This image covers an interesting area in the Nili Fossae region of Mars. The colorful mound on the western (left) side of the highlighted portion appears to have been thrust up from beneath the dark plains to the east, and may be more resistant to erosion than the materials in the surrounding plains.
The colors in the mound likely correspond to minerals of diverse composition. A variety of igneous rocks as well as hydrated minerals have been identified in this area by orbiting near-infrared spectrometers. The bright band around the northeast margin of the mound is one of several distinct layers visible around its base.
Light-toned ripples or dunes are visible in low areas of the plains northeast of the mound and elsewhere throughout the image, including in two deep troughs cutting roughly north-south across the full image. These troughs, known as fossae, give the Nili Fossae region its name, and probably formed through tectonic activity relatively early in Martian history.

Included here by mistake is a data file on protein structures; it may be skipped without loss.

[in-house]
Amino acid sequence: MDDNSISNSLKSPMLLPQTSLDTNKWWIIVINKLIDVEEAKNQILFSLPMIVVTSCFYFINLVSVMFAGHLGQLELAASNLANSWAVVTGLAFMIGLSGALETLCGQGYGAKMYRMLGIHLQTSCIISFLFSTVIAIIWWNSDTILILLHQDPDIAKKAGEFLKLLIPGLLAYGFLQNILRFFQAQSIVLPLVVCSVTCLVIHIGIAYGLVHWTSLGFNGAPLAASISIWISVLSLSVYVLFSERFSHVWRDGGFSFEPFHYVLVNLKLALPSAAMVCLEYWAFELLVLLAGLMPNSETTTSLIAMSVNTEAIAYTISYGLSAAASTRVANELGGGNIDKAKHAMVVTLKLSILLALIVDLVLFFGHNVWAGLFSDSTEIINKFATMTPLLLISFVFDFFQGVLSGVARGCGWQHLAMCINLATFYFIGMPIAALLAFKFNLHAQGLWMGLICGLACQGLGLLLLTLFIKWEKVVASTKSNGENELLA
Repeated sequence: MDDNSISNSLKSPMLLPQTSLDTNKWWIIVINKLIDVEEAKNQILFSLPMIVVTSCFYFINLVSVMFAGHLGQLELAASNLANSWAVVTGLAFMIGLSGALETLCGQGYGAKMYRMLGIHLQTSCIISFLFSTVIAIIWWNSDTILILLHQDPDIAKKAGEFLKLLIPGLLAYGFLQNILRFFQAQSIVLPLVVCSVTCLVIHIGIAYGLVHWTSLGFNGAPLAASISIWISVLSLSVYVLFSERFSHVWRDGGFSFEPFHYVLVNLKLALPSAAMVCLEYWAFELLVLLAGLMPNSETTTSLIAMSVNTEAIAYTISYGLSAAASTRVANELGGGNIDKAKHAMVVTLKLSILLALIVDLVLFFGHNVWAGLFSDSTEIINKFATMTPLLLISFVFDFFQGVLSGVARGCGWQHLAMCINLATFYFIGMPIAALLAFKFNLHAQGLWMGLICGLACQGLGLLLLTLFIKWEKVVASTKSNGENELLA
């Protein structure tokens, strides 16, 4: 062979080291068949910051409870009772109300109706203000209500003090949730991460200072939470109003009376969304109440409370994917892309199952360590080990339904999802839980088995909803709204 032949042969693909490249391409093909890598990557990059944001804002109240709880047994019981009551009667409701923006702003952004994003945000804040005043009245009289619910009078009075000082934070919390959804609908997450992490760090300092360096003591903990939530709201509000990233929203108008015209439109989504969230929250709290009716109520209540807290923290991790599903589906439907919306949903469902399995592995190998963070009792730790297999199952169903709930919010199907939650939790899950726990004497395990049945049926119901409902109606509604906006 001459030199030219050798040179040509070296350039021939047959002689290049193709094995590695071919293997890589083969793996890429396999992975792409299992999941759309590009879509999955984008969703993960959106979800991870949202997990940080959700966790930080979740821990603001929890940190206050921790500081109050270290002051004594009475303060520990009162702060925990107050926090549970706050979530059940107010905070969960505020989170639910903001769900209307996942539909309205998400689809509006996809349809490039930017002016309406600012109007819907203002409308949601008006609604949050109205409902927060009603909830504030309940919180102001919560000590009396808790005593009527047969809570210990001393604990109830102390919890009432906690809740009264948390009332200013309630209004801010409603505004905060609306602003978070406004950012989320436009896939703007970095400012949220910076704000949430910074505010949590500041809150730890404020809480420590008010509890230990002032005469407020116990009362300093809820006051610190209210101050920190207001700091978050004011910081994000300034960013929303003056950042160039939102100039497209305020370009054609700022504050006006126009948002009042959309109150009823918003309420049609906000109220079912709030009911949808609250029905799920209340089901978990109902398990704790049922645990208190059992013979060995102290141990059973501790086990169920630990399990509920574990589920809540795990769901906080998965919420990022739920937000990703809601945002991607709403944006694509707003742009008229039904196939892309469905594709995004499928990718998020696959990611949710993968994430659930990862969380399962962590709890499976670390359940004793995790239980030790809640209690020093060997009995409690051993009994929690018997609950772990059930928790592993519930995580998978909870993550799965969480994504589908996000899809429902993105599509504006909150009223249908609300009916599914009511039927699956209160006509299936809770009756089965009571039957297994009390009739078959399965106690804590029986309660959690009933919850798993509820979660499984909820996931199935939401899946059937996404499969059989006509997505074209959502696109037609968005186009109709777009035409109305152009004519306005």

Written by: James Wray (3 March 2008)
This is a stereo pair with PSP_006923_1995 .
More info and image formats at http://hirise.lpl.arizona.edu/PSP_006778_1995
Image: NASA/JPL/University of Arizona